Concave Cut Smoky Quartz from Brazil: We always try to keep sufficient stock of the very popular smoky quartz. This week we bought some special smoky quartz in the brilliant concave cut. The curved facets of the concave cut return more light to the eye and the effect is quite remarkable. Many of these pieces are graded IF, so here's your chance to buy some of the finest smoky quartz available on the market.
Rutile Quartz from Brazil: We've added some rutile quartz to our inventory. Our first specimens of these fascinating gems sold out very quickly. In case you missed them, rutile quartz is transparent quartz with inclusions of golden rutile crystals in delicate patterns. Every piece is quite unique. A favorite with collectors.
Peridot from Burma: This week we found some wonderful Burmese peridot. These are a very lively green with excellent clarity and luster. We have a good selection of shapes, including round, oval, trillion and octagon, in a range of sizes.
Fluorite from Namibia: This is the best fluorite stock we've had in a long time, with many new pieces in green, blue, violet and bronze. There are an interesting range of cuts and shapes as well, with a number of pieces in the popular concave cut.
Spodumene from Afghanistan: Spodumene comes in a number of colors, including pink (known as kunzite) and green (known as hiddenite). The cream and yellow varieties are known simply as spodumene and we've recently purchased a number of interesting pieces at a very good price. If you're a collector, these are fairly rare, and have excellent color and clarity.
Chrome Diopside from Russia: We've just acquired a small number of pieces of exceptional chrome diopside in hard to find large sizes (2 to 5.6 carats). These rare pieces have outstanding color and clarity.
Staff Selections Back to Top
Each month our staff select some of their favorite gemstones from our inventory. This month we feature some rare and special gemstones from Tanzania that we acquired in the last few weeks.
8.14-Ct VVS-VS Sapphire from Tanzania
This is one of the most exceptional sapphires we've bought in quite some time. It's remarkably large, weighing over 8 carats, and a rare light-blue that is extremely hard to find, but is much sought after by collectors. Its rarest aspect is that it is completely untreated. A fine untreated sapphire in this size and color is a very rare find.
3.62-Ct VVS Tsavorite Garnet from Tanzania
We love the vivid green of tsavorite garnet and we buy it whenever we can find it. However, we usually find only small pieces, and virtually all the tsavorite on the market has inclusions. But this piece is the rare exception - it is both large and clean. If you've been looking for a really special tsavorite, this is the finest one we've found in many months.
7.69-Ct VVS Spinel from Tanzania
As our long-time customers know, Burmese spinel is one of our specialties. We've just found a source for Tanzanian spinel and we've bought some outstanding pieces, especially in the rare cobalt blue hue. Among this lot were a few large pieces, including this stunning 7.69 carat marvel. It has amazing clarity, a beautiful luster and is very nicely cut. You will rarely see a fine spinel this large.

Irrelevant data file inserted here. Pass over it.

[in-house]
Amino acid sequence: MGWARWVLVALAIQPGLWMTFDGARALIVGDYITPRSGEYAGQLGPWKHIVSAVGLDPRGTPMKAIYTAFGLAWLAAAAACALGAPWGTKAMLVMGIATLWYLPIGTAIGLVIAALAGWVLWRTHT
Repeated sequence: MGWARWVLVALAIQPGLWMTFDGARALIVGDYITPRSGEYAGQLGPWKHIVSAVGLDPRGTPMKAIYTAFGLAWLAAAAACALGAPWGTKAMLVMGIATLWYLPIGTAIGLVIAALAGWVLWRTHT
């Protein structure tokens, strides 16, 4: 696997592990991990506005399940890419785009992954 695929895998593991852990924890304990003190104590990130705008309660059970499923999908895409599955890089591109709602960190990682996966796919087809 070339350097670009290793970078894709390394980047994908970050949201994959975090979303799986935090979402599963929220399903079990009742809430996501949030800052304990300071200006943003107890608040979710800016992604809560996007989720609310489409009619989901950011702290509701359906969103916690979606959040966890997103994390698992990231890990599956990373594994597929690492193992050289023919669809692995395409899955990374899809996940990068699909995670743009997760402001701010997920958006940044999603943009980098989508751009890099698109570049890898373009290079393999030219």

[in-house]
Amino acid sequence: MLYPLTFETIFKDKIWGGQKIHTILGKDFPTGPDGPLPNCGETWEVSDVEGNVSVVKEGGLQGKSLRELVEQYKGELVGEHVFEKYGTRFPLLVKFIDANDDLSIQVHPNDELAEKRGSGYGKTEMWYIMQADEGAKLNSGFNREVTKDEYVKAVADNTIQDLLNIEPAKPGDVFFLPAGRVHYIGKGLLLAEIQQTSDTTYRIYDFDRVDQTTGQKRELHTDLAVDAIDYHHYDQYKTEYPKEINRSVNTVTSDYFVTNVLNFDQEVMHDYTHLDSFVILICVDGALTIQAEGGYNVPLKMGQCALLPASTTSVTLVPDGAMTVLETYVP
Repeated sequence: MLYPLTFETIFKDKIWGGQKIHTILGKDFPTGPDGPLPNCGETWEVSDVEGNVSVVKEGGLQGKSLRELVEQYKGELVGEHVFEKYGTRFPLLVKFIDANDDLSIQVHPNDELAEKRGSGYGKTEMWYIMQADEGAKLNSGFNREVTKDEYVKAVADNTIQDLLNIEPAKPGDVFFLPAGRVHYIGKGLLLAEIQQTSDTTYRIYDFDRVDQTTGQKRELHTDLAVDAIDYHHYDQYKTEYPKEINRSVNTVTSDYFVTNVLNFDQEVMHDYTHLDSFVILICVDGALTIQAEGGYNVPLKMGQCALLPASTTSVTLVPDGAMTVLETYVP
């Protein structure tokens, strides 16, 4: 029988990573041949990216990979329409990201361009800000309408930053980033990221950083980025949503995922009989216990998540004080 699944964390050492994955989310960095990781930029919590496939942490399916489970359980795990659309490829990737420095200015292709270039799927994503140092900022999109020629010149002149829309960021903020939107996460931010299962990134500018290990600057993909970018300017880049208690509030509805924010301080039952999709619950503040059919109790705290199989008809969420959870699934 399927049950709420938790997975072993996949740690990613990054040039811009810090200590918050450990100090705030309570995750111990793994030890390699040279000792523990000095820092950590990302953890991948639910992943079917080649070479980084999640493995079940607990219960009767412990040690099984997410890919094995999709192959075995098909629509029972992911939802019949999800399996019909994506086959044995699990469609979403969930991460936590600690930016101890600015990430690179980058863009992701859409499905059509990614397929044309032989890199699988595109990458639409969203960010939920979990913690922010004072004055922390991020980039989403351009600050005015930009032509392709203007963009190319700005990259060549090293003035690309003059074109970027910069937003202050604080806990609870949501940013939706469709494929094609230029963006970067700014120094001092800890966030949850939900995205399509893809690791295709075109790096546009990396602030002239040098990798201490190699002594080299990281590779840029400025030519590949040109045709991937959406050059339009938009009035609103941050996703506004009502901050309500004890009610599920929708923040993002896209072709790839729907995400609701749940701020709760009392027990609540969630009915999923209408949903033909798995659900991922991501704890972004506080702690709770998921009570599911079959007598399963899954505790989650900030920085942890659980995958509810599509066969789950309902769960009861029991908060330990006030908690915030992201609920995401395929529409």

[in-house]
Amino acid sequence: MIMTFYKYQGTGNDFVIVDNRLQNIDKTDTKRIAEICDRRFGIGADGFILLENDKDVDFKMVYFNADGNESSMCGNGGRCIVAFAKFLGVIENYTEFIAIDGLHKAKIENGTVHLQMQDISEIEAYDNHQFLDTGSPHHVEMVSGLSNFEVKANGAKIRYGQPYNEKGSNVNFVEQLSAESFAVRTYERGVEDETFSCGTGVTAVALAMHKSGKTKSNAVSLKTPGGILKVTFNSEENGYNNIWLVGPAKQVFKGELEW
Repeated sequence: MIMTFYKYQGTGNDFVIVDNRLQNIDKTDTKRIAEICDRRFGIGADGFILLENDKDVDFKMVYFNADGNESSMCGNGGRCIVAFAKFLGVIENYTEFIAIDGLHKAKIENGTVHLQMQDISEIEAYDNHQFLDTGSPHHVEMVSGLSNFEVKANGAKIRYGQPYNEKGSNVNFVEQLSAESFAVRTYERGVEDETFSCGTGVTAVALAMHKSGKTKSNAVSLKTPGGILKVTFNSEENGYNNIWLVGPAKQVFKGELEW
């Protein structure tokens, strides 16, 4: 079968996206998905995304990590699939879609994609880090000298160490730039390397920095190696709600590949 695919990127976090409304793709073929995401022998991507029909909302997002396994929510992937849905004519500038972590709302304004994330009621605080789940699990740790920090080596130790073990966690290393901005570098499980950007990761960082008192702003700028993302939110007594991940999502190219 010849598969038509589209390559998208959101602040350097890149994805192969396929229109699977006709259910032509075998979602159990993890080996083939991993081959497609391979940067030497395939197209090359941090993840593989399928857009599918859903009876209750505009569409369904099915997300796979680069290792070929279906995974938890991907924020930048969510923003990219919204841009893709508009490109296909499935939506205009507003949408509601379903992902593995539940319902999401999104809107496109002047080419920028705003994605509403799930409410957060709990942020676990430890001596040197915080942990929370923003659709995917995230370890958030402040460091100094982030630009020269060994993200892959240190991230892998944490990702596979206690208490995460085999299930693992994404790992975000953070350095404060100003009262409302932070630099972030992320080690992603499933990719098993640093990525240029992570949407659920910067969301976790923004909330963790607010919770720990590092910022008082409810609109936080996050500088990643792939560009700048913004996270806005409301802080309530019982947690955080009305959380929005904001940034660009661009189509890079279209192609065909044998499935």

Gemstones Worth Knowing Back to Top
Each month we focus on one of the lesser-known gemstones. This month's featured stone is kunzite.
Kunzite is the pale pink or lilac variety of the mineral, spodumene. Kunzite was named as a tribute to George F. Kunz, the legendary American mineralogist and buyer for Tiffany & Co., who first described the gem in 1902. We told the fascinating story of George Kunz in our April 2007 newsletter. Kunzite is strongly pleochroic, meaning that there is a color intensity variation when a crystal is viewed from different angles.
Kunzite is colored by trace amounts of manganese and usually has a very pale and delicate color. The top and bottom of the crystal reveal the deepest colors and the cut has to take advantage of this. It is a reasonably hard gem, with a rating of 6.5 to 7 on the Mohs scale. Kunzite can often be found in large sizes, and we have had kunzite gems in our inventory weighing as much as 125 carats. Kunzite sources include Brazil, Afghanistan, Madagascar, Myanmar, Pakistan and the United States.
For more information see our kunzite info page.
Customer Questions Back to Top
Every month we answer questions of general interest from our customers. Please feel free to send your questions or suggestions to our support team at firstname.lastname@example.org!
I hope this isn't a silly question, but what exactly does "cabochon" mean? AR, New Zealand.
A cabochon is a stone that is cut with a highly polished rounded or convex top with no faceting, and a flat or slightly domed base. A cabochon may be cut in any shape, though oval is by far the most common. The term comes from the French caboche, meaning 'knob' or 'small dome'. Certain stones are almost always cut 'en cabochon', including opal, turquoise, onyx, moonstone and star sapphire. In the gemstone world you will often hear the term cabochon shortened to 'cab'.
Why are some gemstones cut in facets and others as cabochons? Thanks! GS, USA.
The question is an interesting one because different gems are cut as cabs for different reasons. In many cases it is because the gem has special properties that are displayed only when it is cut as a cabochon. Examples are gems that display asterism (the star effect), chatoyancy (the cat's eye effect), iridesence (e.g., opal) or adularescence (e.g., moonstone). Most gems that are opaque rather than transparent are cut en cabochon rather than faceted. You will also see lower grade material in gemstones such as sapphire, ruby and garnet cut as cabs. If the gem material has very good color but is not sufficiently transparent or clean to be faceted, it can still be shaped and polished into a very attractive cabochon.